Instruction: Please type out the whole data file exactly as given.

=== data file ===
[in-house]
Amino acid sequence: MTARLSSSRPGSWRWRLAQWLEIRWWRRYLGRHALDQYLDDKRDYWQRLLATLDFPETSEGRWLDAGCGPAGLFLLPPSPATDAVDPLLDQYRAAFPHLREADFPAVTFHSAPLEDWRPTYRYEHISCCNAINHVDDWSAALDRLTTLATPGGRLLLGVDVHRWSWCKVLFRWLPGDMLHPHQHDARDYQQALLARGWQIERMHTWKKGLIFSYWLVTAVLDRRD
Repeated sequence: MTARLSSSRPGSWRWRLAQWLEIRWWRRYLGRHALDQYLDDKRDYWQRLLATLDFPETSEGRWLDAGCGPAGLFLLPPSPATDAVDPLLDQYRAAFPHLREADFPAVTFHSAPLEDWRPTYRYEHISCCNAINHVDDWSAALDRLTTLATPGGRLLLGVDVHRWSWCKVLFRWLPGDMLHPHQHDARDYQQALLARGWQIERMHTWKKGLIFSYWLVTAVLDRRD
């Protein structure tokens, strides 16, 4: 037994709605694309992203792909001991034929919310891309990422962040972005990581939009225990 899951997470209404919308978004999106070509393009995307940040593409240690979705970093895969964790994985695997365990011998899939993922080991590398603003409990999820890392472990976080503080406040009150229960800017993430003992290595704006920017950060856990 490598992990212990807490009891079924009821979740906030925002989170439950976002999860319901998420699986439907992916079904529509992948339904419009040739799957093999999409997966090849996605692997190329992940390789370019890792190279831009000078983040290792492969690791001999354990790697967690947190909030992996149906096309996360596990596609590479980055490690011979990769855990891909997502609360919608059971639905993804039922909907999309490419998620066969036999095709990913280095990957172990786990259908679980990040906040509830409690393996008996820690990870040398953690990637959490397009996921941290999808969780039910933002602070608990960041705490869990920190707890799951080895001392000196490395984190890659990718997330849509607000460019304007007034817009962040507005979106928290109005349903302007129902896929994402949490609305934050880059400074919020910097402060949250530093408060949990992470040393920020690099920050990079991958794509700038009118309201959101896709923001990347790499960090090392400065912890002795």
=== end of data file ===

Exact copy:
[in-house]
Amino acid sequence: MTARLSSSRPGSWRWRLAQWLEIRWWRRYLGRHALDQYLDDKRDYWQRLLATLDFPETSEGRWLDAGCGPAGLFLLPPSPATDAVDPLLDQYRAAFPHLREADFPAVTFHSAPLEDWRPTYRYEHISCCNAINHVDDWSAALDRLTTLATPGGRLLLGVDVHRWSWCKVLFRWLPGDMLHPHQHDARDYQQALLARGWQIERMHTWKKGLIFSYWLVTAVLDRRD
Repeated sequence: MTARLSSSRPGSWRWRLAQWLEIRWWRRYLGRHALDQYLDDKRDYWQRLLATLDFPETSEGRWLDAGCGPAGLFLLPPSPATDAVDPLLDQYRAAFPHLREADFPAVTFHSAPLEDWRPTYRYEHISCCNAINHVDDWSAALDRLTTLATPGGRLLLGVDVHRWSWCKVLFRWLPGDMLHPHQHDARDYQQALLARGWQIERMHTWKKGLIFSYWLVTAVLDRRD
């Protein structure tokens, strides 16, 4: 037994709605694309992203792909001991034929919310891309990422962040972005990581939009225990 899951997470209404919308978004999106070509393009995307940040593409240690979705970093895969964790994985695997365990011998899939993922080991590398603003409990999820890392472990976080503080406040009150229960800017993430003992290595704006920017950060856990 490598992990212990807490009891079924009821979740906030925002989170439950976002999860319901998420699986439907992916079904529509992948339904419009040739799957093999999409997966090849996605692997190329992940390789370019890792190279831009000078983040290792492969690791001999354990790697967690947190909030992996149906096309996360596990596609590479980055490690011979990769855990891909997502609360919608059971639905993804039922909907999309490419998620066969036999095709990913280095990957172990786990259908679980990040906040509830409690393996008996820690990870040398953690990637959490397009996921941290999808969780039910933002602070608990960041705490869990920190707890799951080895001392000196490395984190890659990718997330849509607000460019304007007034817009962040507005979106928290109005349903302007129902896929994402949490609305934050880059400074919020910097402060949250530093408060949990992470040393920020690099920050990079991958794509700038009118309201959101896709923001990347790499960090090392400065912890002795």